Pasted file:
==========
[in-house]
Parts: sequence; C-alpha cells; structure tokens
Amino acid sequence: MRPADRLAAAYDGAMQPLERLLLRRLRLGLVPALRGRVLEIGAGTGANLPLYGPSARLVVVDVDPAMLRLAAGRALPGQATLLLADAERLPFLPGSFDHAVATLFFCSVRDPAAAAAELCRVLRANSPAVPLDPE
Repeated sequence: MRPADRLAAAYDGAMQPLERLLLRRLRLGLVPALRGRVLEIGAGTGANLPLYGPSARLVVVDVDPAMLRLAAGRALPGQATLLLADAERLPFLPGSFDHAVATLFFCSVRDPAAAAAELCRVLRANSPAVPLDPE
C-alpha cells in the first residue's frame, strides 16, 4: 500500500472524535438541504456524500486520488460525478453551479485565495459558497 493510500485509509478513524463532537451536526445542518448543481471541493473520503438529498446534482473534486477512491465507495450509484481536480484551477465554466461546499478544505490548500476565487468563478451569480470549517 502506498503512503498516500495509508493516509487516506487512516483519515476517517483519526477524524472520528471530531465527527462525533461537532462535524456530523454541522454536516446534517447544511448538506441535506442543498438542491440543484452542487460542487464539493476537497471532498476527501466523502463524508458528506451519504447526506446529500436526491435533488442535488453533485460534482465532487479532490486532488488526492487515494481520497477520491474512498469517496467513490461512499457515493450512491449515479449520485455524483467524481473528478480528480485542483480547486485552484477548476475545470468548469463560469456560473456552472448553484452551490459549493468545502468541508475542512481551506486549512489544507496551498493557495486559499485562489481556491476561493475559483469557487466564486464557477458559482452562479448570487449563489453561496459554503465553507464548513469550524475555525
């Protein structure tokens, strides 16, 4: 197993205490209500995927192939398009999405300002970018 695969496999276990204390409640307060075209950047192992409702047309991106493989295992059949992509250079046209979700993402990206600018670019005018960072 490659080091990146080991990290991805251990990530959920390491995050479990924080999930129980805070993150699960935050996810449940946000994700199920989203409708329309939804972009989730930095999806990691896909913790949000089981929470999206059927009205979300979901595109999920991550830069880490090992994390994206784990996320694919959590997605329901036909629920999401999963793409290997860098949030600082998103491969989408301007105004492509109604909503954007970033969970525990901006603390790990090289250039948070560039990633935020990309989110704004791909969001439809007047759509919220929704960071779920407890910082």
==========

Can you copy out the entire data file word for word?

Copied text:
[in-house]
Parts: sequence; C-alpha cells; structure tokens
Amino acid sequence: MRPADRLAAAYDGAMQPLERLLLRRLRLGLVPALRGRVLEIGAGTGANLPLYGPSARLVVVDVDPAMLRLAAGRALPGQATLLLADAERLPFLPGSFDHAVATLFFCSVRDPAAAAAELCRVLRANSPAVPLDPE
Repeated sequence: MRPADRLAAAYDGAMQPLERLLLRRLRLGLVPALRGRVLEIGAGTGANLPLYGPSARLVVVDVDPAMLRLAAGRALPGQATLLLADAERLPFLPGSFDHAVATLFFCSVRDPAAAAAELCRVLRANSPAVPLDPE
C-alpha cells in the first residue's frame, strides 16, 4: 500500500472524535438541504456524500486520488460525478453551479485565495459558497 493510500485509509478513524463532537451536526445542518448543481471541493473520503438529498446534482473534486477512491465507495450509484481536480484551477465554466461546499478544505490548500476565487468563478451569480470549517 502506498503512503498516500495509508493516509487516506487512516483519515476517517483519526477524524472520528471530531465527527462525533461537532462535524456530523454541522454536516446534517447544511448538506441535506442543498438542491440543484452542487460542487464539493476537497471532498476527501466523502463524508458528506451519504447526506446529500436526491435533488442535488453533485460534482465532487479532490486532488488526492487515494481520497477520491474512498469517496467513490461512499457515493450512491449515479449520485455524483467524481473528478480528480485542483480547486485552484477548476475545470468548469463560469456560473456552472448553484452551490459549493468545502468541508475542512481551506486549512489544507496551498493557495486559499485562489481556491476561493475559483469557487466564486464557477458559482452562479448570487449563489453561496459554503465553507464548513469550524475555525
């Protein structure tokens, strides 16, 4: 197993205490209500995927192939398009999405300002970018 695969496999276990204390409640307060075209950047192992409702047309991106493989295992059949992509250079046209979700993402990206600018670019005018960072 490659080091990146080991990290991805251990990530959920390491995050479990924080999930129980805070993150699960935050996810449940946000994700199920989203409708329309939804972009989730930095999806990691896909913790949000089981929470999206059927009205979300979901595109999920991550830069880490090992994390994206784990996320694919959590997605329901036909629920999401999963793409290997860098949030600082998103491969989408301007105004492509109604909503954007970033969970525990901006603390790990090289250039948070560039990633935020990309989110704004791909969001439809007047759509919220929704960071779920407890910082």